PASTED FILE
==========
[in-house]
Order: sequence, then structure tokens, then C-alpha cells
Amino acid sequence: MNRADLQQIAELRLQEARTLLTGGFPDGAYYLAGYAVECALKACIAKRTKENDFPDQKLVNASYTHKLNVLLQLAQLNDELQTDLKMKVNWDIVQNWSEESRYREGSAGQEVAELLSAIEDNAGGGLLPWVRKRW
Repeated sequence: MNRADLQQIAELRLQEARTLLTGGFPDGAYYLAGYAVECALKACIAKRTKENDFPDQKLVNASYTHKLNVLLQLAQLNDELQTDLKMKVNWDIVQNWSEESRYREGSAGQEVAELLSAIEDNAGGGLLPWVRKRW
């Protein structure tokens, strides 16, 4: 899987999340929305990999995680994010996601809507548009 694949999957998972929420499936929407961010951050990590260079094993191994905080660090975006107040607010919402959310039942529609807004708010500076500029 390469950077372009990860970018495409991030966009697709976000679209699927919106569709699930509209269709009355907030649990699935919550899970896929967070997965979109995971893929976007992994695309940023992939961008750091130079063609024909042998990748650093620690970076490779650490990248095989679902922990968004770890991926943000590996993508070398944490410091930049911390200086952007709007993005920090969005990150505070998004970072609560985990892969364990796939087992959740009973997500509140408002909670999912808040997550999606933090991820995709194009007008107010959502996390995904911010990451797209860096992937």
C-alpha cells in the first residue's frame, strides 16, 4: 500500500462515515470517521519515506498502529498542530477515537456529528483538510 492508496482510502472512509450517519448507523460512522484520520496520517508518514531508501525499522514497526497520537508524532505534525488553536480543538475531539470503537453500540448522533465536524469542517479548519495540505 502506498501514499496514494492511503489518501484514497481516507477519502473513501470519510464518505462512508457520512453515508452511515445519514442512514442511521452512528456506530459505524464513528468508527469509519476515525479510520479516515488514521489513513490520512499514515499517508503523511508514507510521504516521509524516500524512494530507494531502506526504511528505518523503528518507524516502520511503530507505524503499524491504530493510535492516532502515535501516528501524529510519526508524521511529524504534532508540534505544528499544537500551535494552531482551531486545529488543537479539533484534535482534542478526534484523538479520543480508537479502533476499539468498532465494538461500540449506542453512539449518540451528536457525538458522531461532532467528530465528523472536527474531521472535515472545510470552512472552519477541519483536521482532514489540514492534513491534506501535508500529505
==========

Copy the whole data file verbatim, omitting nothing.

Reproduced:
[in-house]
Order: sequence, then structure tokens, then C-alpha cells
Amino acid sequence: MNRADLQQIAELRLQEARTLLTGGFPDGAYYLAGYAVECALKACIAKRTKENDFPDQKLVNASYTHKLNVLLQLAQLNDELQTDLKMKVNWDIVQNWSEESRYREGSAGQEVAELLSAIEDNAGGGLLPWVRKRW
Repeated sequence: MNRADLQQIAELRLQEARTLLTGGFPDGAYYLAGYAVECALKACIAKRTKENDFPDQKLVNASYTHKLNVLLQLAQLNDELQTDLKMKVNWDIVQNWSEESRYREGSAGQEVAELLSAIEDNAGGGLLPWVRKRW
């Protein structure tokens, strides 16, 4: 899987999340929305990999995680994010996601809507548009 694949999957998972929420499936929407961010951050990590260079094993191994905080660090975006107040607010919402959310039942529609807004708010500076500029 390469950077372009990860970018495409991030966009697709976000679209699927919106569709699930509209269709009355907030649990699935919550899970896929967070997965979109995971893929976007992994695309940023992939961008750091130079063609024909042998990748650093620690970076490779650490990248095989679902922990968004770890991926943000590996993508070398944490410091930049911390200086952007709007993005920090969005990150505070998004970072609560985990892969364990796939087992959740009973997500509140408002909670999912808040997550999606933090991820995709194009007008107010959502996390995904911010990451797209860096992937």
C-alpha cells in the first residue's frame, strides 16, 4: 500500500462515515470517521519515506498502529498542530477515537456529528483538510 492508496482510502472512509450517519448507523460512522484520520496520517508518514531508501525499522514497526497520537508524532505534525488553536480543538475531539470503537453500540448522533465536524469542517479548519495540505 502506498501514499496514494492511503489518501484514497481516507477519502473513501470519510464518505462512508457520512453515508452511515445519514442512514442511521452512528456506530459505524464513528468508527469509519476515525479510520479516515488514521489513513490520512499514515499517508503523511508514507510521504516521509524516500524512494530507494531502506526504511528505518523503528518507524516502520511503530507505524503499524491504530493510535492516532502515535501516528501524529510519526508524521511529524504534532508540534505544528499544537500551535494552531482551531486545529488543537479539533484534535482534542478526534484523538479520543480508537479502533476499539468498532465494538461500540449506542453512539449518540451528536457525538458522531461532532467528530465528523472536527474531521472535515472545510470552512472552519477541519483536521482532514489540514492534513491534506501535508500529505